The Court rejected the argument that Section 216(c) of the FLSA and the Portal-to-Portal Act render the FLSA an applicable federal statute under Rule 41. First, it found that, while Section 216(c) gives the DOL the power to file FLSA actions and then to supervise the payment of unpaid wages under the statute, Congress did not include any similar provision in Section 216(b), which authorizes private lawsuits under the FLSA. The Court therefore would not assume that Congress also meant to require judicial approval of private settlements. Second, the Court found that the Portal-to-Portal Act structure or language does not suggest that Congress intended to place the FLSA within the scope of an “applicable federal statute” under Rule 41 or otherwise to restrict the compromise of individual FLSA actions.
Judge Wolson acknowledged the Second Circuit’s contrary authority in Cheeks v. Freeport Pancake House, Inc., which held that the FLSA is an “applicable statute” under Rule 41 and that, therefore, judicial approval of a settlement is required to obtain dismissal of an FLSA case. But Judge Wolson politely criticized Cheeks for failing to base its decision on the text of Rule 41 and instead resting on “unique policy considerations underlying the FLSA,” including “highly restrictive confidentiality provisions,” overbroad releases of FLSA claims, and too-high attorney’s fees in their settlements. He also highlighted strong policy considerations which weigh against requiring courts to approve FLSA settlements:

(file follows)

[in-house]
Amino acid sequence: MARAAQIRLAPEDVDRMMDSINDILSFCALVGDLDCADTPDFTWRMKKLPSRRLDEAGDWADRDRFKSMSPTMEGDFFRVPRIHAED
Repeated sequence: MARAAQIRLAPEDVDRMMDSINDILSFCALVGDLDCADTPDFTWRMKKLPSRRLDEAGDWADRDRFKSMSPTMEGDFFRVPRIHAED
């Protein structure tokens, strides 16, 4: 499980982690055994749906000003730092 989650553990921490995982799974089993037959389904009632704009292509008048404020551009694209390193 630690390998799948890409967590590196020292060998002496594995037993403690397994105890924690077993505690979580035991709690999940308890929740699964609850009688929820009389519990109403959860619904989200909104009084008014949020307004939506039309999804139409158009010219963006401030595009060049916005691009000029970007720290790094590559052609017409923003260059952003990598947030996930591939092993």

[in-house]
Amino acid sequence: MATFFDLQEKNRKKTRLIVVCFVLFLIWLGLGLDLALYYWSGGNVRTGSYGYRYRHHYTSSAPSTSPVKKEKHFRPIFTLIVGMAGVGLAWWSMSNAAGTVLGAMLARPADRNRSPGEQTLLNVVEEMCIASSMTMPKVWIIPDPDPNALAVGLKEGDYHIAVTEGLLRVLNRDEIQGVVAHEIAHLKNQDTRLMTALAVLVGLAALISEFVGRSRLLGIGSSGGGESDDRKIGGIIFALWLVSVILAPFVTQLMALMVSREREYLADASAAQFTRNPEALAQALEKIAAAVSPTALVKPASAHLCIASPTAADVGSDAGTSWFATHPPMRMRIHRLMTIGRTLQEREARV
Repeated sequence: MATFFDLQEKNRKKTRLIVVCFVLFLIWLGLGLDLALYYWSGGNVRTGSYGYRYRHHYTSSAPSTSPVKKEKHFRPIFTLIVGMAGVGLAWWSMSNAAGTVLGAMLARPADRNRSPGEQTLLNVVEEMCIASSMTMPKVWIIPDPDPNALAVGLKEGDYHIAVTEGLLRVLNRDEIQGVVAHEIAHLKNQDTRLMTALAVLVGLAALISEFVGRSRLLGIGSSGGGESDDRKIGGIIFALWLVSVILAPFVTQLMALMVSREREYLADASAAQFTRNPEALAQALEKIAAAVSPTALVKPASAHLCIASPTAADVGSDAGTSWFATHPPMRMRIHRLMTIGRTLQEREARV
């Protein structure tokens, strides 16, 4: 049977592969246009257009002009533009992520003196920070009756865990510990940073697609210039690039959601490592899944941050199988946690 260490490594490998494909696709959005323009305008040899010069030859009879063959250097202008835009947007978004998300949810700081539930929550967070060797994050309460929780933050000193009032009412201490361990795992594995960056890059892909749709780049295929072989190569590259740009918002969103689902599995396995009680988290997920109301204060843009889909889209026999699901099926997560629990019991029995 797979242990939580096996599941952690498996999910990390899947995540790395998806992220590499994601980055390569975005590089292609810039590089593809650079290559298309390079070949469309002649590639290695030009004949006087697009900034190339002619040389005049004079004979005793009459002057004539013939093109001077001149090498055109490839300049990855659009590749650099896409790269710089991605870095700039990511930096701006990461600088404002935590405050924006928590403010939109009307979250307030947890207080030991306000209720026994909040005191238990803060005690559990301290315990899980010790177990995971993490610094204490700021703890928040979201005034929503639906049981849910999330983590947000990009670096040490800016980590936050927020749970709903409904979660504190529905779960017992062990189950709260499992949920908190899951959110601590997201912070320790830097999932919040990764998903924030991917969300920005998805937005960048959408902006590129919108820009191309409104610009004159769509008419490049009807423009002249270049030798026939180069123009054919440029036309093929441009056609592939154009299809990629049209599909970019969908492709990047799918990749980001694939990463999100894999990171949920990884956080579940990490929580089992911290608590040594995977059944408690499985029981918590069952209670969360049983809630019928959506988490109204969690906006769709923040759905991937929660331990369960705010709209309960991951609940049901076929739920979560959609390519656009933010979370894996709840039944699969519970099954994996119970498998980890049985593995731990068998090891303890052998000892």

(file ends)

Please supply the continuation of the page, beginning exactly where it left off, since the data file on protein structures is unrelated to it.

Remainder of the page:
- court approval slows the resolution of FLSA settlements and, by extension, the payment of wages to plaintiffs;
- it requires lawyers to expend more time and to seek higher fees to resolve small cases;
- court approval forces federal courts to do work that Congress did not require of them, delaying resolution of other cases; and
- a risk-averse employer may demand employees file suit before settling, rather than settling pre-suit, thus clogging court dockets.
So the question remains, should employers seek approval of individual settlements? It depends. On certain facts, in which seeking judicial approval may provide public information that will encourage litigation, it may make sense not to. See To Seek Or Not To Seek (Court Approval)? THAT Is The Question. It also depends on the jurisdiction; as the opinion noted, some courts require approval. Ultimately, if an employer settles an FLSA case without DOL or court approval, it runs the risk that a judge might later hold some or all of the release invalid because it is not a fair, reasonable, and involved a bona fide dispute. But there is nothing that prevents a court from approving a settlement if the parties request it.